Despite a legion of studies on the omnivorous consumption patterns of the new middle class, the actual tastes of omnivores in particular social settings remain understudied. In this article, I differentiate three types of food omnivorousness (diversity, experientialism and knowledge), before identifying the classificatory schemes of omnivores in Israel through food at weddings, perceived not as individual lifestyle practices but as a locus of class distinctions, where class tastes are formed, manifested and reproduced. The culinary choices made by both the new middle class consumers and producers I interviewed were governed by what I term the "simple taste." My respondents invoked simplicity mainly, though not exclusively, through a close-to-nature rhetoric. I show that the "simple taste" enables the new middle class to mitigate the conflicting cultural strategies of elitism and pluralism, and in so doing, bridge between obligations to one's self and others. I conclude that the "simple taste" is part of a new, classed taste regime premised on personal authenticity.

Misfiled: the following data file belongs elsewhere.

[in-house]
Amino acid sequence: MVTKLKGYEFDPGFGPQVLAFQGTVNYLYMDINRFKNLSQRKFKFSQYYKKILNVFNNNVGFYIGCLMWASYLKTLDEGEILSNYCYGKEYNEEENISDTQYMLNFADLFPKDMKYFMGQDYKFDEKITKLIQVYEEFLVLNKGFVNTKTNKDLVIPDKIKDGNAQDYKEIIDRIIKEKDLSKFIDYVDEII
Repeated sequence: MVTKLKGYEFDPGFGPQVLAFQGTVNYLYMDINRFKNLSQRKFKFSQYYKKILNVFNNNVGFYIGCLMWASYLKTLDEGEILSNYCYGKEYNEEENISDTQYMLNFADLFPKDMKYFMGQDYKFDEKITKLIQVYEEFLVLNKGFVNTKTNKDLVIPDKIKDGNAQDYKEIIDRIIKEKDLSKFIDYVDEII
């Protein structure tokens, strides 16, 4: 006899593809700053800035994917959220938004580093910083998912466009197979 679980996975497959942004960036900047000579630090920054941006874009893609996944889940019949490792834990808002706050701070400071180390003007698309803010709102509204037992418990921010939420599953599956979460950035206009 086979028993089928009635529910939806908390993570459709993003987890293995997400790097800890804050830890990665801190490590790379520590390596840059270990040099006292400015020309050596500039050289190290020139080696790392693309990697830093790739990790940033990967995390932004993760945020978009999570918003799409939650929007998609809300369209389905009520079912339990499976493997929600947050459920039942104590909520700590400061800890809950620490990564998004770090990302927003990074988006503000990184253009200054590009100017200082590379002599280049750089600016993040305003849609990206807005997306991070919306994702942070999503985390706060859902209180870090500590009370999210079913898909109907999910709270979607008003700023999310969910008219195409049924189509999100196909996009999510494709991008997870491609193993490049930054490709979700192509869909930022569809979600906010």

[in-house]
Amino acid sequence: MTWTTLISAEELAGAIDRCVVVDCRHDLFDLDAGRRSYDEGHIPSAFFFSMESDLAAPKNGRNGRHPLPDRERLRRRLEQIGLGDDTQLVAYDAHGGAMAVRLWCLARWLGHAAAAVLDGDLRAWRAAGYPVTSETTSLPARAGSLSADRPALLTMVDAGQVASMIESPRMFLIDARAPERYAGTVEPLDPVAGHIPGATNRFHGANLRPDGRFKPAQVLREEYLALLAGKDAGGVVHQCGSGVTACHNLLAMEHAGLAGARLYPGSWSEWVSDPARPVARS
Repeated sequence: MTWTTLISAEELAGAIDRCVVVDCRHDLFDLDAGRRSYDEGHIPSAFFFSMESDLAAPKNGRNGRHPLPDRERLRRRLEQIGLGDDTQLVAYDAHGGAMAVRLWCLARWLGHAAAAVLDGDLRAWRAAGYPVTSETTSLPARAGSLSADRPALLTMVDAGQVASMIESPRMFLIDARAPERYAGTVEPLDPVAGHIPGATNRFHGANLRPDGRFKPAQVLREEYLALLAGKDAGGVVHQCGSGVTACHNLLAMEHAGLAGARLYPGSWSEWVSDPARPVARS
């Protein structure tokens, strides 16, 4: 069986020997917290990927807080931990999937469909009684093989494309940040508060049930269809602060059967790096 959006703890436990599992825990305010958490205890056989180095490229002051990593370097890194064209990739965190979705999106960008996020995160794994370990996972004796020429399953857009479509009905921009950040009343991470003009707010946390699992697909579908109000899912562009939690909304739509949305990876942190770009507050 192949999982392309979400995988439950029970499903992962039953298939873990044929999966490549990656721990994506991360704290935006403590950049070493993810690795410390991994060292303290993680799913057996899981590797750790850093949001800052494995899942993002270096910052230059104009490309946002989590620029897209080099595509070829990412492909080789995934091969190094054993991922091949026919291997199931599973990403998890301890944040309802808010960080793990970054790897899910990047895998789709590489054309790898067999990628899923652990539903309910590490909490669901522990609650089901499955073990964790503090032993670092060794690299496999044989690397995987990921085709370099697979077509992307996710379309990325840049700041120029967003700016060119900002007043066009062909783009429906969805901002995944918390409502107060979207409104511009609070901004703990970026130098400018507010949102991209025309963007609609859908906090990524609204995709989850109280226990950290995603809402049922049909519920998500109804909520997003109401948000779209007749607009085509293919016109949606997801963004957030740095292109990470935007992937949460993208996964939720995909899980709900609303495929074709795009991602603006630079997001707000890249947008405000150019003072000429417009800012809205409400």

- New middle class